Laptop CPU usage throttled to 84%

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angrypig7

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Aug 25, 2015
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I have my thinkpad E560p which has an I7-6700HQ.
I tried to get better thermals and more battery life by undervolting via throttlestop, but undervolting did not work under load so, I just set it back to default, turned it off.
But after that, CPU got limited to 84% at 2.16~2.18Ghz all the time. Rebooting does not help, closing/removing throttlestop does not help either.
Plus, the temps are nothing to worry about.

A temporary fix is available in two ways :
1. Run throttlestop and set multiplier to max. If I close the program it will throttle back down again.
2. Take the charger cable off and plug it on again. I set CPU usage to 80% max on battery, and 100% on AC charger and I think this action resets the max CPU usage of 84%.

Any kind of help would really be appreciated...
 

nzalog

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Jan 2, 2017
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Make sure you either uninstall throttle stop or make sure it is not starting in the background or running a service.

Windows also has power settings. There is a Max and min CPU on battery and power. I'd check that area... and set 1 min 100 max for all.

If that's not it...
I'd trying shut the machine down. Unplug the power and pull out the battery, now how the power button for about 5 seconds. Put power and battery back and try again. Other possible things you can try reset the BIOS settings.

Honestly not sure what is causing it but that's what I'd try if I didn't know what was going on.
 

nzalog

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Jan 2, 2017
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What is the temperature is the CPU when it starts to throttle?

Most laptops don't have cooling capable of running the CPU at full speed for extend periods of time so the rely on throttling to keep it cool enough to not damage the CPU. About the best you could do to improve this easily is thoroughly dust the thing out and maybe change to better thermal paste.

I really recommend against using throttle stop on a laptop. Throttle stop will run your CPU at max power (where it generate the most heat). This will saturate the cooler with heat and when the processor could actually benefit from speeding up, the cooling component will already too hot and the max CPU temp will have already been hit. You will basically be wasting constantly throttling even when your CPU has nothing to do.
 

angrypig7

Estimable
Aug 25, 2015
4
0
4,510
0


CPU hovers around 60C when cpu usage limited at 84%.
Temperatures, voltages and everything varies but this 84% usage limit is rock solid. Nothing else seems to be the problem to me. It looks like it applies some sort of CPU usage limit at startup.
 

nzalog

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Jan 2, 2017
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Almost wonder if this is by design. Maybe Lenovo artificially limited it?

Honestly not too sure because I would not expect throttling at 60C.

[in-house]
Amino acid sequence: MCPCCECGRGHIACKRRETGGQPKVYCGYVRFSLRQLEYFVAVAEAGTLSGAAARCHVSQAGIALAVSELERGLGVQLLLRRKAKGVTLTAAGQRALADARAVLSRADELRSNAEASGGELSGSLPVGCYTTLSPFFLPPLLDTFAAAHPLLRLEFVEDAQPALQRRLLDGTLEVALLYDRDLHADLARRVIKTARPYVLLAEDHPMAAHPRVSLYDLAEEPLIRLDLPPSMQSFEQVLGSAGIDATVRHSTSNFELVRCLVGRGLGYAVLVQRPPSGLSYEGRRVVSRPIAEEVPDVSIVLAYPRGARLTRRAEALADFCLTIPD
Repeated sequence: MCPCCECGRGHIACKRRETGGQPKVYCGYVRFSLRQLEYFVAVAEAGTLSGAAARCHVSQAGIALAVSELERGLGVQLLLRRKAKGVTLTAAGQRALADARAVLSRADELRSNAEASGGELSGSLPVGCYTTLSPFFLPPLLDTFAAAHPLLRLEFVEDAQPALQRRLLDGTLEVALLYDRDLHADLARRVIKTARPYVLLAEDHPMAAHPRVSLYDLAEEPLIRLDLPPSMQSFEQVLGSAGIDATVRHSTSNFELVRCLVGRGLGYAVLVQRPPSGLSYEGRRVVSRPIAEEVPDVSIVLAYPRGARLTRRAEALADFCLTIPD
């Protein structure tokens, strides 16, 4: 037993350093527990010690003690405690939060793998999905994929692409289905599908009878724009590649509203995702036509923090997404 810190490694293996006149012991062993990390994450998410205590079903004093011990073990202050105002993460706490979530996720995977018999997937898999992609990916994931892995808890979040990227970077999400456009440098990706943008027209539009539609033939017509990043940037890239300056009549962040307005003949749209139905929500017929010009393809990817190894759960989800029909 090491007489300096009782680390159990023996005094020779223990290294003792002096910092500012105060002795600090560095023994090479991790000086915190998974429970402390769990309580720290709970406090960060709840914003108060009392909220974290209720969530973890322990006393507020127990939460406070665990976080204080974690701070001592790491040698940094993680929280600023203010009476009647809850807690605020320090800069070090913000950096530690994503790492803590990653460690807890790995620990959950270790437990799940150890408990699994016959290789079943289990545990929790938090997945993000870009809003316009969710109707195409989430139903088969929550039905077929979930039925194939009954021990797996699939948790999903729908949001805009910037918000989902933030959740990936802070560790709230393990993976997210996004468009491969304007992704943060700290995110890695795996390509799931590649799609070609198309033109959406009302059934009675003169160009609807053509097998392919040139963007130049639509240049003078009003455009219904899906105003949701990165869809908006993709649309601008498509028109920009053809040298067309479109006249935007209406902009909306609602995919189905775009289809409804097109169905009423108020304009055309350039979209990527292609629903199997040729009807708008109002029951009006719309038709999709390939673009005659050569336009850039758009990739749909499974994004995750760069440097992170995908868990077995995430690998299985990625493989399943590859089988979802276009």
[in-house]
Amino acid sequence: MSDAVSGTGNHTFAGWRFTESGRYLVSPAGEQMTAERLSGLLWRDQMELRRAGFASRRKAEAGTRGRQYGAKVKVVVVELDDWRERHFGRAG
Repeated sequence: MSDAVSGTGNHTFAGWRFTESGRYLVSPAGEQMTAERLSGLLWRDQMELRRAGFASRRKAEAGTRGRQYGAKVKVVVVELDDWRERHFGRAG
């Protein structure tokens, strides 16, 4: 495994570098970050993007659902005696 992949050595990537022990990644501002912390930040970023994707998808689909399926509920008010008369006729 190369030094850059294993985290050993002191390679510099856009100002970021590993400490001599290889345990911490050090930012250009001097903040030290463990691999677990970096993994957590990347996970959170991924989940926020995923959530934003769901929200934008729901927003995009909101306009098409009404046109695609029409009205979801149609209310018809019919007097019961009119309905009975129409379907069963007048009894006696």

Are you on the latest BIOS?
 

angrypig7

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Aug 25, 2015
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4,510
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Yes, my BIOS is latest, and it didn't happen before I installed throttlestop.
My AC power adapter is 135W, and it came with the laptop.
 

nzalog

Commendable
Jan 2, 2017
28
0
1,590
6
Make sure you either uninstall throttle stop or make sure it is not starting in the background or running a service.

Windows also has power settings. There is a Max and min CPU on battery and power. I'd check that area... and set 1 min 100 max for all.

If that's not it...
I'd trying shut the machine down. Unplug the power and pull out the battery, now how the power button for about 5 seconds. Put power and battery back and try again. Other possible things you can try reset the BIOS settings.

Honestly not sure what is causing it but that's what I'd try if I didn't know what was going on.
 

angrypig7

Estimable
Aug 25, 2015
4
0
4,510
0


Wow, I did not expect this to work at all.
I tried uninstalling throttlestop or tweaking windows power settings but didn't do anything.
I got into BIOS, disabled internal battery temporarily, pressed power button a few times, connected AC power and booted and my CPU just came back normal.
I have absolutely no clue what caused this problem but your solution worked :)
 

nzalog

Commendable
Jan 2, 2017
28
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1,590
6
Assuming throttle stop did something funky that put it into that state. Laptops are a little unique because not all parts of the system get their power cut off 100%. Probably some low level bios function hung up... not sure... Pulling the battery and the power then holding the power button drains all the power and lets things get a fresh start. You probably don't have to hold the power button but it helps because if there are any charged capacitors, that should help drain them instantly instead of waiting longer.

Glad it worked out. =]
 
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